You are more likely to get a useful response if you are explicit about what you want respondents to do (provide pointers, send code, check your patch, whatever). This will focus their effort and implicitly put an upper bound on the time and energy a respondent must allocate to helping you. This is good.

  • When asking about code: The most effective way to be precise about a code problem is to provide a minimal bug-demonstrating test case. How do you make a minimal test case? If you know what line or section of code is producing the problematic behavior, make a copy of it and add just enough supporting code to produce a complete example. If you can't narrow it down to a particular section, make a copy of the source and start removing chunks that don't affect the problematic behavior. *The smaller your minimal test case is, the better.

    Generating a really small minimal test case will not always be possible, but trying to is good discipline. It may help you learn what you need to solve the problem on your own — and even when it doesn't, hackers like to see that you have tried. It will make them more cooperative.

    If you simply want a code review, say as much up front, and be sure to mention what areas you think might particularly need review and why.

  • Prune pointless queries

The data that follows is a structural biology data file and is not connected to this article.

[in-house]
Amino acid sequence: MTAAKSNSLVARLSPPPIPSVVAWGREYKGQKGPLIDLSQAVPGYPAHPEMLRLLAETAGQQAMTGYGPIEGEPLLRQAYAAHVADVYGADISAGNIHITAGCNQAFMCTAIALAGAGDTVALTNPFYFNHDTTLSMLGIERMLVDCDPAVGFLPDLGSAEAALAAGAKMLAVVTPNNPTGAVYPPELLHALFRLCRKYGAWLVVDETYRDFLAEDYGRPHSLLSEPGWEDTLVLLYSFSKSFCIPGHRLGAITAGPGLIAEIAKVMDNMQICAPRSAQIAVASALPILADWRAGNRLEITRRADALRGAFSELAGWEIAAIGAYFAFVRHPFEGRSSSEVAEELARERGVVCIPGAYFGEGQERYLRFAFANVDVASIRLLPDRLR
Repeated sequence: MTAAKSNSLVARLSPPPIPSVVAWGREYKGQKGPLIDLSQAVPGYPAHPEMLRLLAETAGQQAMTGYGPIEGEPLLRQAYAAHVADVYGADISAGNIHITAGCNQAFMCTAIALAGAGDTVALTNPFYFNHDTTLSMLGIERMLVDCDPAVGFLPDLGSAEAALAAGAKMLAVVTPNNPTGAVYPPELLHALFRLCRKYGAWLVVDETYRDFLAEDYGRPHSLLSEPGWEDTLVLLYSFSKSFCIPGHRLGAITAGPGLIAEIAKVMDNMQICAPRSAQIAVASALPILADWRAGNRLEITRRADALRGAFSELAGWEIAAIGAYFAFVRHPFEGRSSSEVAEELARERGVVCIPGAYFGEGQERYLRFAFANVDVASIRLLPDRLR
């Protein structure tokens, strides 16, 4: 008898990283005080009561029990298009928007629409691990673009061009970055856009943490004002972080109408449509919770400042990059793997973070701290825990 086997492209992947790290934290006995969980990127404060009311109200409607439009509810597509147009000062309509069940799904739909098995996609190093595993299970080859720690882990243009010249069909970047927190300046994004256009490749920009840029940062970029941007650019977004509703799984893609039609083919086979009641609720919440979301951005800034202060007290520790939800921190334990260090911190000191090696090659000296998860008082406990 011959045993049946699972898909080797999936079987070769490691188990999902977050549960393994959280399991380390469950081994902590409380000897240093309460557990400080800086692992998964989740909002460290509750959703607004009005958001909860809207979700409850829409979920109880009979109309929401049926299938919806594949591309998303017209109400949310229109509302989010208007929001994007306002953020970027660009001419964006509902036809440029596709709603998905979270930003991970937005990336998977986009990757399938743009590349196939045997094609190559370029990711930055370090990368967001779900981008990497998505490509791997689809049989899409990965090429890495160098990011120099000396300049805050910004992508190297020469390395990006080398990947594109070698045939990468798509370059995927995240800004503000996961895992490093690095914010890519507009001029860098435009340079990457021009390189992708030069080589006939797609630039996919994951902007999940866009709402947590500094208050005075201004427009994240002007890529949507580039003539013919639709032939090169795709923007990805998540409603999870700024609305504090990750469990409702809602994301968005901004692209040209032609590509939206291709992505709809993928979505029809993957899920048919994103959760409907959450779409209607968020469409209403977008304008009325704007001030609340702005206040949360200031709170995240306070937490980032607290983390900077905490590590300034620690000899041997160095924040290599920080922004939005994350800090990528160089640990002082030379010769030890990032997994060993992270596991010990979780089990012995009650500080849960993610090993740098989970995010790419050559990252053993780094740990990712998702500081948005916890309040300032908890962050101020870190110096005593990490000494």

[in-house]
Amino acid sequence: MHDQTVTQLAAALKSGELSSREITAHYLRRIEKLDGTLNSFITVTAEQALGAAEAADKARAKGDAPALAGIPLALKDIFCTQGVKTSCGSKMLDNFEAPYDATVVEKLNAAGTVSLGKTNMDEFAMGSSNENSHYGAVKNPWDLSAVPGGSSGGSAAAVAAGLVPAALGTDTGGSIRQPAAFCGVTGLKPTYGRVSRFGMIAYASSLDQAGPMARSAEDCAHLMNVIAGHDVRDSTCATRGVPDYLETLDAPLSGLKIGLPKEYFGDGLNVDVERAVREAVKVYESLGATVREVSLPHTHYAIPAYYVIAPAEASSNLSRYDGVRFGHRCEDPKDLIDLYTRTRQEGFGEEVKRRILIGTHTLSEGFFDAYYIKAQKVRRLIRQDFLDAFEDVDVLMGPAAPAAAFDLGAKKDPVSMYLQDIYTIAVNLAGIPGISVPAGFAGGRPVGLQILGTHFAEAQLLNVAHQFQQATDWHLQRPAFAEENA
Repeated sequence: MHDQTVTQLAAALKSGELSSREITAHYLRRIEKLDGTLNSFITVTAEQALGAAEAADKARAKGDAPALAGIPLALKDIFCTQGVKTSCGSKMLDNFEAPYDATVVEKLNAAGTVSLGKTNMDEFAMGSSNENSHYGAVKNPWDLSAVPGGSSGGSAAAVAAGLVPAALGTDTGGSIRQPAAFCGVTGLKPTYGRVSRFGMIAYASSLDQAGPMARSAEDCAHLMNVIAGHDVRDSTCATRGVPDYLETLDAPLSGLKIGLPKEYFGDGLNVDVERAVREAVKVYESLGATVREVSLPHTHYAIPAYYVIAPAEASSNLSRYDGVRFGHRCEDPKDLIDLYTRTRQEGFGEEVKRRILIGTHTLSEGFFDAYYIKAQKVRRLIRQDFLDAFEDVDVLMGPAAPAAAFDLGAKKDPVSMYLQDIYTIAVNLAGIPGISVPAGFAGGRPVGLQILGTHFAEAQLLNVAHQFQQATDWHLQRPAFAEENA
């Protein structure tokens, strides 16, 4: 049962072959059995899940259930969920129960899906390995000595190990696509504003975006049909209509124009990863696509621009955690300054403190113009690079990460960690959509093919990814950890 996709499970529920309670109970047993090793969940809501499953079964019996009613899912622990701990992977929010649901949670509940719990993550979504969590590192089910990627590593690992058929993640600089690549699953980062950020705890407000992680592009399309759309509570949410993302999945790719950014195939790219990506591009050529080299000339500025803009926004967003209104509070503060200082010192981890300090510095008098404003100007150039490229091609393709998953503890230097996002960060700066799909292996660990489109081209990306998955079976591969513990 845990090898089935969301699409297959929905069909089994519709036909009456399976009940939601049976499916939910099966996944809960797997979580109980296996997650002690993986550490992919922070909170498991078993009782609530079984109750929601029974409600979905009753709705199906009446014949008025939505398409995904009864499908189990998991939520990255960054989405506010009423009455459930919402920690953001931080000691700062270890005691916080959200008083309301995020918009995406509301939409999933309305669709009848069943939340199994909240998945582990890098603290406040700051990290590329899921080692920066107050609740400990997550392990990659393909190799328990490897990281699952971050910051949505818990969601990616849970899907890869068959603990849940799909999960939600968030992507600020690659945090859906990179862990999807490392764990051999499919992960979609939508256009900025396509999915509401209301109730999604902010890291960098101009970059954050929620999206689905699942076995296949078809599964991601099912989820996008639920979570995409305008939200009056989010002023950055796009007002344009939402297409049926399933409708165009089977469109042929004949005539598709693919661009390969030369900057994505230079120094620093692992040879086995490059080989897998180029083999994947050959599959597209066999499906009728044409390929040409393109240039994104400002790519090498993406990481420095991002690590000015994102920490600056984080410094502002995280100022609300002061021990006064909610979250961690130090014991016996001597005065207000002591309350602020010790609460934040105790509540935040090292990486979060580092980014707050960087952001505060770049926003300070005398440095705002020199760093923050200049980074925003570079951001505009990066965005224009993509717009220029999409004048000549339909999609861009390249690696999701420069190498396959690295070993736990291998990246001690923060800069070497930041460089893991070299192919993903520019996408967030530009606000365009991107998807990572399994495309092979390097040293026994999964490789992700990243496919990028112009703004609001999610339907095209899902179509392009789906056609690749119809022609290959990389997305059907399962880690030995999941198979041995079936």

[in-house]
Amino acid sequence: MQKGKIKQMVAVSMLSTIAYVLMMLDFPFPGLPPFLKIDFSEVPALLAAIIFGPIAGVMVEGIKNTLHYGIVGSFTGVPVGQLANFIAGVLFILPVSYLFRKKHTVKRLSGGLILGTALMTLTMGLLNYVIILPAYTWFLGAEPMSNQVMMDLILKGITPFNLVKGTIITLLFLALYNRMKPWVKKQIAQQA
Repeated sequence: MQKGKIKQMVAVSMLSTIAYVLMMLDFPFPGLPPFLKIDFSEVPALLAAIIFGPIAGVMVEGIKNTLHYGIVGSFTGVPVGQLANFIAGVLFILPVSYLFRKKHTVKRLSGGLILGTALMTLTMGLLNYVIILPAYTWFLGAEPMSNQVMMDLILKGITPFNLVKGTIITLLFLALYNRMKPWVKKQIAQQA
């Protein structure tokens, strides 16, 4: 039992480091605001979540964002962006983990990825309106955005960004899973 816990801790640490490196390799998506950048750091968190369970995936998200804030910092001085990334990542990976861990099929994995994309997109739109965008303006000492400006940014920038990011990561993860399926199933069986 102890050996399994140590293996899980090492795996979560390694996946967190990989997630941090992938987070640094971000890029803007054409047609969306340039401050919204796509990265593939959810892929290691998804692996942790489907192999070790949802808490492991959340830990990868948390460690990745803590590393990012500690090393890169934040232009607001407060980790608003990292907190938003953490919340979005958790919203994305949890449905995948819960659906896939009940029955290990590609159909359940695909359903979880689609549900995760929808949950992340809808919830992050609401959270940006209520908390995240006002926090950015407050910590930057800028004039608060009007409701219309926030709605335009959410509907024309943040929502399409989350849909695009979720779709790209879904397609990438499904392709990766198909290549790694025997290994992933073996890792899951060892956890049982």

• Courtesy never hurts, and sometimes helps: Please, Thank you.

  • Follow up with a brief note on the solution: When you already found a valid solution or explored a hint, update your original question to let the people who helped you know what the answer was. Let your research be useful.

How to interpret answers

  • RTFM: If you are told to RTFM, then RTFM

  • If you don't understand...: If you don't understand the answer, do not immediately bounce back a demand for clarification. Use the same tools that you used to try and answer your original question (manuals, FAQs, the Web, skilled friends) to understand the answer. Then, if you still need to ask for clarification, exhibit what you have learned.

  • Dealing with rudeness: Much of what looks like rudeness in hacker circles is not intended to give offense. Rather, it's the product of the direct, cut-through-the-bullshit communications style that is natural to people who are more concerned about solving problems than making others feel warm and fuzzy.

Questions not to ask

  • Q: Where can I find program or resource X?

  • Q: How can I use X to do Y?

  • Q: How can I configure my shell prompt?

  • Q: Can I convert an AcmeCorp document into a TeX file using the Bass-o-matic file converter?

  • Q: My {program, configuration, SQL statement} doesn't work